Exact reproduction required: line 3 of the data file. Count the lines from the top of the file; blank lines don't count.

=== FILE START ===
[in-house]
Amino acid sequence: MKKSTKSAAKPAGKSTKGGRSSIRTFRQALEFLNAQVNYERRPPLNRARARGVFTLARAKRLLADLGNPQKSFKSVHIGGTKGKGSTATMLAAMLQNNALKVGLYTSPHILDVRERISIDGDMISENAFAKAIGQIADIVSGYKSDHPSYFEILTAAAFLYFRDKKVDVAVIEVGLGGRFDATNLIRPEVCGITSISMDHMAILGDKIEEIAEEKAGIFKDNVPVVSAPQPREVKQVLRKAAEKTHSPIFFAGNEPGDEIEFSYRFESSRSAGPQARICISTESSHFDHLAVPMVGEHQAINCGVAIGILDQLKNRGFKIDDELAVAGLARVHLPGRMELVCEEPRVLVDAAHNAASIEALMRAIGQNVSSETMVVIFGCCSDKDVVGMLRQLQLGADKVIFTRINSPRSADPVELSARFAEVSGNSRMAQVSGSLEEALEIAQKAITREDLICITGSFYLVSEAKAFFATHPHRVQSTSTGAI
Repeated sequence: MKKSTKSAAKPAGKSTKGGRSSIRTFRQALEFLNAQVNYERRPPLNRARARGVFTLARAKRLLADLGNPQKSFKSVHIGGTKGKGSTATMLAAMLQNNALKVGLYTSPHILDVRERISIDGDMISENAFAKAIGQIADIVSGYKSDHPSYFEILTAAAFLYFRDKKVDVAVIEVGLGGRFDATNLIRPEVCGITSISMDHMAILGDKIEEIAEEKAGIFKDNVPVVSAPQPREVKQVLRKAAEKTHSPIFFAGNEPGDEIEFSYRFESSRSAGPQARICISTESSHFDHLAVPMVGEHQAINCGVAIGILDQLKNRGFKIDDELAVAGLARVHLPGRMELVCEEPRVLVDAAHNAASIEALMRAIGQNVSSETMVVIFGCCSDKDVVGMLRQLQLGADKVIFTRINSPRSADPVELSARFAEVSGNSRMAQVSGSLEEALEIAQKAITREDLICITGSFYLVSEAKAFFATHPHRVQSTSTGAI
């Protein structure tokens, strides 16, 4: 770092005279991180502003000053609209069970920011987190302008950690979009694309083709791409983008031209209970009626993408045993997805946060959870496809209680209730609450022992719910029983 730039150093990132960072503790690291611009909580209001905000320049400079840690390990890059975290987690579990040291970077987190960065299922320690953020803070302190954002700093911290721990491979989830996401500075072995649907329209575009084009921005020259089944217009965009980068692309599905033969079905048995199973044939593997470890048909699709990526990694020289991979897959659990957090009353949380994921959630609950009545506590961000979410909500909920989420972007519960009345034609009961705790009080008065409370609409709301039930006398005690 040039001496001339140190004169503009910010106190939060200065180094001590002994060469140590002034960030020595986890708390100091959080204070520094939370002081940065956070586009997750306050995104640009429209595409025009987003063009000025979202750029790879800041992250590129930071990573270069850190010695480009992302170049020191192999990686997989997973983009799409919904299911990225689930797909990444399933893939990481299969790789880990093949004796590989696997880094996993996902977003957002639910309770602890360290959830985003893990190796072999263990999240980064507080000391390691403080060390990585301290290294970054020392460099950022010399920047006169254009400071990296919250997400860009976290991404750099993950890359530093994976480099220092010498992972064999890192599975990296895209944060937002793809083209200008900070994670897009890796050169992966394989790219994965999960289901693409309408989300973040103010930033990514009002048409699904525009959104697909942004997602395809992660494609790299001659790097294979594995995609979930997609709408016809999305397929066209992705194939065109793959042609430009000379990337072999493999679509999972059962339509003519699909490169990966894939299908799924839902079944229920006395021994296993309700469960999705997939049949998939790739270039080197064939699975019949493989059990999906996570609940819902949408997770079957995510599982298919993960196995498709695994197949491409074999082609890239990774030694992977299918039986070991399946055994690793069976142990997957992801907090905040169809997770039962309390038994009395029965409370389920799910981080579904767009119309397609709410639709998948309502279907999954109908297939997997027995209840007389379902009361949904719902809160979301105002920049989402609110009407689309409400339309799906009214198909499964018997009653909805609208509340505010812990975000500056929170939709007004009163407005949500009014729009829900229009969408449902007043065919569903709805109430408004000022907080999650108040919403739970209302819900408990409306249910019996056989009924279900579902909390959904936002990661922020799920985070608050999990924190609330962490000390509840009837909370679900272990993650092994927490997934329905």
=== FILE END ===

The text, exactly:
Repeated sequence: MKKSTKSAAKPAGKSTKGGRSSIRTFRQALEFLNAQVNYERRPPLNRARARGVFTLARAKRLLADLGNPQKSFKSVHIGGTKGKGSTATMLAAMLQNNALKVGLYTSPHILDVRERISIDGDMISENAFAKAIGQIADIVSGYKSDHPSYFEILTAAAFLYFRDKKVDVAVIEVGLGGRFDATNLIRPEVCGITSISMDHMAILGDKIEEIAEEKAGIFKDNVPVVSAPQPREVKQVLRKAAEKTHSPIFFAGNEPGDEIEFSYRFESSRSAGPQARICISTESSHFDHLAVPMVGEHQAINCGVAIGILDQLKNRGFKIDDELAVAGLARVHLPGRMELVCEEPRVLVDAAHNAASIEALMRAIGQNVSSETMVVIFGCCSDKDVVGMLRQLQLGADKVIFTRINSPRSADPVELSARFAEVSGNSRMAQVSGSLEEALEIAQKAITREDLICITGSFYLVSEAKAFFATHPHRVQSTSTGAI